Jersey Shore Town Sets Deadline to Move "Dirty" Sand
Homeowners in Manasquan have until Wednesday to remove debris-filled sand from their property if they want the town to clean it up
NBC 4 New York
Residents of one New Jersey community are under a hard deadline to get debris-filled sand off their property by Wednesday night, or pay for its cleanup themselves. News 4's Brian Thompson reports.
The borough of Manasquan in New Jersey has told beachfront homeowners they have until Wednesday night to shovel debris-filled sand onto borough-managed property if they want the town to clean it up, but some homeowners say it's impossible to dig out that quickly from the Sandy damage.
The Wednesday deadline is so bidders know how much sand they'll have to clean and the winning contractor can get started right away, according to borough administrator Joseph DeIorio.
Although a borough advisory warns of fines, DeIorio said the fines would only kick in if homeowners dump their dirty sand on town property after the expensive sifting operation begins.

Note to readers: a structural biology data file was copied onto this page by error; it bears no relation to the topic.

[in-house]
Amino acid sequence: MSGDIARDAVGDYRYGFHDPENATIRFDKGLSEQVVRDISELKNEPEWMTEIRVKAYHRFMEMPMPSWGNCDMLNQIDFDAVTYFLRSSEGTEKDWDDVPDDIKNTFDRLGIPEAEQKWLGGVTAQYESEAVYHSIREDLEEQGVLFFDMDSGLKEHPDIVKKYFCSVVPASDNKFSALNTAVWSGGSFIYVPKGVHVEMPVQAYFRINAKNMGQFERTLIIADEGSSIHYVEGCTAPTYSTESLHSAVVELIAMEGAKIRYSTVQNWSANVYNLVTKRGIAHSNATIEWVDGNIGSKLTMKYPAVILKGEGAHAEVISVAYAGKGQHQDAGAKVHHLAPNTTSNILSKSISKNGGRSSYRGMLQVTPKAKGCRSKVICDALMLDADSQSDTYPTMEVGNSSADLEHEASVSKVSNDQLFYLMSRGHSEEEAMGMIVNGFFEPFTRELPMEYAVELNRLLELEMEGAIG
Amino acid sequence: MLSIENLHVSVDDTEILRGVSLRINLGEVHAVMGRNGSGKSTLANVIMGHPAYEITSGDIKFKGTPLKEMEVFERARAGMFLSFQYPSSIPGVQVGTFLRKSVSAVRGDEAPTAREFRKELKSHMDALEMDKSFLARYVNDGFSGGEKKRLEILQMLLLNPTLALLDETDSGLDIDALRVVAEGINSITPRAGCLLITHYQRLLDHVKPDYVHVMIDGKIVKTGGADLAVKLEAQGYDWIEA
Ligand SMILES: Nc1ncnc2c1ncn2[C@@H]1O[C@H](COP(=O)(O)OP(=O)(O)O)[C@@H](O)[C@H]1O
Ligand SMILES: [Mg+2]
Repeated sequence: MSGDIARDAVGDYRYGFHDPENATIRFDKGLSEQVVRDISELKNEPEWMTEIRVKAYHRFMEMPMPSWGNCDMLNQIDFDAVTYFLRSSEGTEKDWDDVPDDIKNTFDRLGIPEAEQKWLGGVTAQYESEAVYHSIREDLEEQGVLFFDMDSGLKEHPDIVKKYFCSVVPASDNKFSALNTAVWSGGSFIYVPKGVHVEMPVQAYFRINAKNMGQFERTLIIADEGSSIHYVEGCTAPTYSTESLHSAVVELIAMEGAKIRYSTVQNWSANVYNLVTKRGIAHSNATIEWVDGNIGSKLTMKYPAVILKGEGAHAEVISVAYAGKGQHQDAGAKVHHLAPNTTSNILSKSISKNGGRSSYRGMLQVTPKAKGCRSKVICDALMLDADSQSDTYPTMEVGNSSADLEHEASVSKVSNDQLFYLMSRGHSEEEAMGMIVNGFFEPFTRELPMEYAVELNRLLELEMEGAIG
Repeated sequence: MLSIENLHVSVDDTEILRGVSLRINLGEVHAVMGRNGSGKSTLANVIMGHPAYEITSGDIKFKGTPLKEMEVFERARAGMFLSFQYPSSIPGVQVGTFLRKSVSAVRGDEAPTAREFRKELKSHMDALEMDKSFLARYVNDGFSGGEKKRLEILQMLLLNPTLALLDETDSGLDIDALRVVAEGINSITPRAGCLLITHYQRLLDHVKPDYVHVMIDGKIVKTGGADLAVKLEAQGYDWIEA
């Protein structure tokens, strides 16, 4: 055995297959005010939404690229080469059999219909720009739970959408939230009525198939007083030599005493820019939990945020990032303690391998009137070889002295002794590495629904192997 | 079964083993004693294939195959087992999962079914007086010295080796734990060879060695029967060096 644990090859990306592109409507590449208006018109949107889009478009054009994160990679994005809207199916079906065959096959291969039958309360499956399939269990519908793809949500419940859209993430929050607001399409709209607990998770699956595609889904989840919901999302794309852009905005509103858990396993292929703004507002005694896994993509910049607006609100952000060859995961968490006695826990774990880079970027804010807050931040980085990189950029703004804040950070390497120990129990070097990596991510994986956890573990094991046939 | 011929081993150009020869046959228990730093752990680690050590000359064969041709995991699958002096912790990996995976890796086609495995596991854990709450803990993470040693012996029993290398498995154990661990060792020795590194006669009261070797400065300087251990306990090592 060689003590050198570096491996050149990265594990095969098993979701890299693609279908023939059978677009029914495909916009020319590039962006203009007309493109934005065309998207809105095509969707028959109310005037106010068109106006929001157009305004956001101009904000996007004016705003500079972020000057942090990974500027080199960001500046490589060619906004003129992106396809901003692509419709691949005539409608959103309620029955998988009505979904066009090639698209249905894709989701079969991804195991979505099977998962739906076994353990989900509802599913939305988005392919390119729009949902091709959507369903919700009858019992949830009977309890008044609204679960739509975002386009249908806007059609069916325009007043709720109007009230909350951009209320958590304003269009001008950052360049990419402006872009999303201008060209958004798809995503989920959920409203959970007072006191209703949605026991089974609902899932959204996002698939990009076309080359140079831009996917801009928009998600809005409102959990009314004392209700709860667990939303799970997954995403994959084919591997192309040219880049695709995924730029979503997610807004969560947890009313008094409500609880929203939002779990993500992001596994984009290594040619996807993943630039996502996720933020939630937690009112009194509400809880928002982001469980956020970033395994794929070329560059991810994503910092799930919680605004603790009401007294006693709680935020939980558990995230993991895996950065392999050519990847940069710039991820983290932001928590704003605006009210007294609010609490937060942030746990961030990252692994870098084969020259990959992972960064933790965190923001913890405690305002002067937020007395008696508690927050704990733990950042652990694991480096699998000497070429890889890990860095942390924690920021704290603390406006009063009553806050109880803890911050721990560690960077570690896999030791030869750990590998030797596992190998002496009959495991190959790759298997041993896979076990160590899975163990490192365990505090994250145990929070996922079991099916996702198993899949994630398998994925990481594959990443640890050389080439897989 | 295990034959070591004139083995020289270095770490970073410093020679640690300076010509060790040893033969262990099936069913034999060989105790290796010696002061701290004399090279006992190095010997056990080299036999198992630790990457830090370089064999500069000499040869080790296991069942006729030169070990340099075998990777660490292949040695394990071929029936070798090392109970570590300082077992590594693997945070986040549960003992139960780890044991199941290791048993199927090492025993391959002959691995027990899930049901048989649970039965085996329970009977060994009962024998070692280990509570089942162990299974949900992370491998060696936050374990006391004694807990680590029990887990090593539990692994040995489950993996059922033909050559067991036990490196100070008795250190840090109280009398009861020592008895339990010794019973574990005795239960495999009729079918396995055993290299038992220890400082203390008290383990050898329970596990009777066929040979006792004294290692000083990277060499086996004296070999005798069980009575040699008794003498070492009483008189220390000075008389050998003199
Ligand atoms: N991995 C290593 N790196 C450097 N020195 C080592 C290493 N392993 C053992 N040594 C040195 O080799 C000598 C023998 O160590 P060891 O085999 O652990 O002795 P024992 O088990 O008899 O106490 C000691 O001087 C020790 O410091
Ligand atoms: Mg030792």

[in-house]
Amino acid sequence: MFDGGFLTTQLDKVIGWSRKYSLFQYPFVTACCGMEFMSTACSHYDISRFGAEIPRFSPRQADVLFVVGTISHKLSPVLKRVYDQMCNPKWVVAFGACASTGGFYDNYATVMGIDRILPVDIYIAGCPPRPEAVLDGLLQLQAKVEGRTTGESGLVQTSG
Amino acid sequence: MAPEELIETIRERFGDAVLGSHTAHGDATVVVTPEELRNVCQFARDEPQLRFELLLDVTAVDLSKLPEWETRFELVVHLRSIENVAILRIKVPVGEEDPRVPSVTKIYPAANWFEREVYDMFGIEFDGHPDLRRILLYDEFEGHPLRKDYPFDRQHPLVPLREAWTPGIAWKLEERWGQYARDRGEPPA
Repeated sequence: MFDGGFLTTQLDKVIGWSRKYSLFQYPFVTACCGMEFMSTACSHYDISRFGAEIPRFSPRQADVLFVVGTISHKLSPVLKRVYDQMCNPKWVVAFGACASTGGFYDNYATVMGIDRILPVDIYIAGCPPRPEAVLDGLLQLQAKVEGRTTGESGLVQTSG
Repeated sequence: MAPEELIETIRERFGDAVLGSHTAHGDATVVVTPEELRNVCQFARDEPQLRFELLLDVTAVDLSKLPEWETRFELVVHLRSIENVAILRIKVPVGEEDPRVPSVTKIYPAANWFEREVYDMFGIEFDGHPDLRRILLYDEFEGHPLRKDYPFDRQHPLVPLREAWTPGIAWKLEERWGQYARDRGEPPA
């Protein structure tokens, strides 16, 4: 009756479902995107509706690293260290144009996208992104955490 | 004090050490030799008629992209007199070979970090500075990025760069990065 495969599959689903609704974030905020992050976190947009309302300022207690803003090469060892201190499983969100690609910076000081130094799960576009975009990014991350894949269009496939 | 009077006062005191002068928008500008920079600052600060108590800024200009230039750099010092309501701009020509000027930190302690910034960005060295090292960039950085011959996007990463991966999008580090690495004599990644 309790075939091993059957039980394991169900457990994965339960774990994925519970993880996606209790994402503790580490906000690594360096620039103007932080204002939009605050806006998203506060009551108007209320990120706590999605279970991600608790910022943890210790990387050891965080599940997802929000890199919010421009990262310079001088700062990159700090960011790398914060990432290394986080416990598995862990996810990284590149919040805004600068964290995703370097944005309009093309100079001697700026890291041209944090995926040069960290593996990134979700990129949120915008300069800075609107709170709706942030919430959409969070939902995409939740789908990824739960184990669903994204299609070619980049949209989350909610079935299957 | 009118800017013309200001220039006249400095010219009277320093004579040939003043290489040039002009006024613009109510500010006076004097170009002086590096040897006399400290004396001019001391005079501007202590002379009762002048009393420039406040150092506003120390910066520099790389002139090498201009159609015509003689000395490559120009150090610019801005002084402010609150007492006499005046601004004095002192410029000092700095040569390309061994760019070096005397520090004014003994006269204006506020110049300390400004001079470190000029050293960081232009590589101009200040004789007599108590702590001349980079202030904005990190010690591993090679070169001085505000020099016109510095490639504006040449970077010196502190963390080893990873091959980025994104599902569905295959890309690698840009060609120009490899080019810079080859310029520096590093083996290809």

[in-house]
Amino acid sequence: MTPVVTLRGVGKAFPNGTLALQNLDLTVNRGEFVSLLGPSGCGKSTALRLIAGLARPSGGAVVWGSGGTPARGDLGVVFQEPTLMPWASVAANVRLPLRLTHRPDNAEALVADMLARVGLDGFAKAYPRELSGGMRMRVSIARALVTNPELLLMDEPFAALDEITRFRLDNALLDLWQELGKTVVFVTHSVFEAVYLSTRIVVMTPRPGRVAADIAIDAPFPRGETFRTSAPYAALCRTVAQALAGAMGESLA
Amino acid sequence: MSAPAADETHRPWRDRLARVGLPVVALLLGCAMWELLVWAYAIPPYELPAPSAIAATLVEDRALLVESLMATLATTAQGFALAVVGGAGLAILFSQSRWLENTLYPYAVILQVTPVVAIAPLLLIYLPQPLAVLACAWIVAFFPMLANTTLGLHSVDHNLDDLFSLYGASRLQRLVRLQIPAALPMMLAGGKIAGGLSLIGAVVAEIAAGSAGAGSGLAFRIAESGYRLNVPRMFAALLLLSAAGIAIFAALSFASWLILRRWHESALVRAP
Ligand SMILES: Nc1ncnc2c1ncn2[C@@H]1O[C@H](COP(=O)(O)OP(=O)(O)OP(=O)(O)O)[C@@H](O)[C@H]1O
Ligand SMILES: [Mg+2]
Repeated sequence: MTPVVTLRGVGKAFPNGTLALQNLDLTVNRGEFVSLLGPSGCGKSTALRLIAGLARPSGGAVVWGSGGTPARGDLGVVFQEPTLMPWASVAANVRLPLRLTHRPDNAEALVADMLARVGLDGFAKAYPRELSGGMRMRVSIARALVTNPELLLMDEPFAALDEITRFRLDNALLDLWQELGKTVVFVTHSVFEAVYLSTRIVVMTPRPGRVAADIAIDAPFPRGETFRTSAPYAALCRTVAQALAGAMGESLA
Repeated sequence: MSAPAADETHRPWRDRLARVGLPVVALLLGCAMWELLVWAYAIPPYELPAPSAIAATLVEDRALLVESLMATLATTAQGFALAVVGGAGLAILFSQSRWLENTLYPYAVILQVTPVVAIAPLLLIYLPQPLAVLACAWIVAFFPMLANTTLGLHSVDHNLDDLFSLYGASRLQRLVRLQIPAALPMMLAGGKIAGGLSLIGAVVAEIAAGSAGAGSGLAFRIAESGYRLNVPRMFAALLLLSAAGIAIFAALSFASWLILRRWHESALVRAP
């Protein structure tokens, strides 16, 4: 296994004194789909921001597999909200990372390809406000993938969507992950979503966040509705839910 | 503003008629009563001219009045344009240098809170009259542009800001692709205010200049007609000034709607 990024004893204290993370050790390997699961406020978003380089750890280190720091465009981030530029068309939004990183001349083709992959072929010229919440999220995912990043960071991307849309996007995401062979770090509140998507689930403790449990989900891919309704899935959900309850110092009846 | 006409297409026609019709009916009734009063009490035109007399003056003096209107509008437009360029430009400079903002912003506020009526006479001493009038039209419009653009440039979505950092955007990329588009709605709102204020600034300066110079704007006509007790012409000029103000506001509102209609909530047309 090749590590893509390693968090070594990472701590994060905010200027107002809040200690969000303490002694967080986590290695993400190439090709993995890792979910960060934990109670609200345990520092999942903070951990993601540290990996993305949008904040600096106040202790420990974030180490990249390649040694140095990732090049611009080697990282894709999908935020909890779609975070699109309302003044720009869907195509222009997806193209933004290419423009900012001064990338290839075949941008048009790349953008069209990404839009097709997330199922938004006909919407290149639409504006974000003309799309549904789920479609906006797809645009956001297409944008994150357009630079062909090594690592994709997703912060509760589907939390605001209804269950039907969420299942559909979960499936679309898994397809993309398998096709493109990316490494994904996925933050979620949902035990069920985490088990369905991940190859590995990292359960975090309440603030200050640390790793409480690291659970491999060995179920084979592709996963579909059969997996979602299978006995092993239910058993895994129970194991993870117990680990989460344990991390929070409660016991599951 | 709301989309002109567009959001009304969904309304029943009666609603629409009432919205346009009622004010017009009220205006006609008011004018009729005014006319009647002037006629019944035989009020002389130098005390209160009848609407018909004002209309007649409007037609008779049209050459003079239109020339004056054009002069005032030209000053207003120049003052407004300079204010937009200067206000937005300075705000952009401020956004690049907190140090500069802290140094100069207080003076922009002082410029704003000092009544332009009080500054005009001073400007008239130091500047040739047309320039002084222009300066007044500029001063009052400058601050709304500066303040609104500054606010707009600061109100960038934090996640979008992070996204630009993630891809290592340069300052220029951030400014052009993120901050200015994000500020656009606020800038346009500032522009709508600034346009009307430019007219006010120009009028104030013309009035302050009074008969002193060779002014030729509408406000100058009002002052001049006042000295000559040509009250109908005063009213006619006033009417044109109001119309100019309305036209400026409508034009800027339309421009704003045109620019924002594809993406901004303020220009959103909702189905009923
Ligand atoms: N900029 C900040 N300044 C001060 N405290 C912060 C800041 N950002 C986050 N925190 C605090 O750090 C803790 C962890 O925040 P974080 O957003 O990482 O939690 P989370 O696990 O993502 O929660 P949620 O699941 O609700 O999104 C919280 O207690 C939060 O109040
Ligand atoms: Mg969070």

"We have a lot of competition around us -- Point Pleasant, Belmar, surrounding communities -- so we have to make sure we can get the beach ready by Memorial Day," DeIorio said.
But many homes and garages are still bulging with debris-laced sand, and the rush by the borough to get it cleaned up is leaving many homeowners behind.
Contractor Shawn Shumway works with five of those homeowners. He used a Bobcat excavator to take dirty sand for one homeowner and put it where the borough wants it.
But the other houses are in such bad shape that he can't get a Bobcat in to lift the sand, and he's run into red tape trying to get demolition permits.
"To properly manipulate all that sand, I've got to get between these houses and bring sand that's inaccessible onto the beach," said Shumway.
Councilman Joseph Bossone said the borough is trying to clarify what homeowners need to do.
"We have our own ordinances in town, and then when the state comes out with something else we have to abide by that," Bossone said, adding that FEMA rules can add yet more complexity to the situation.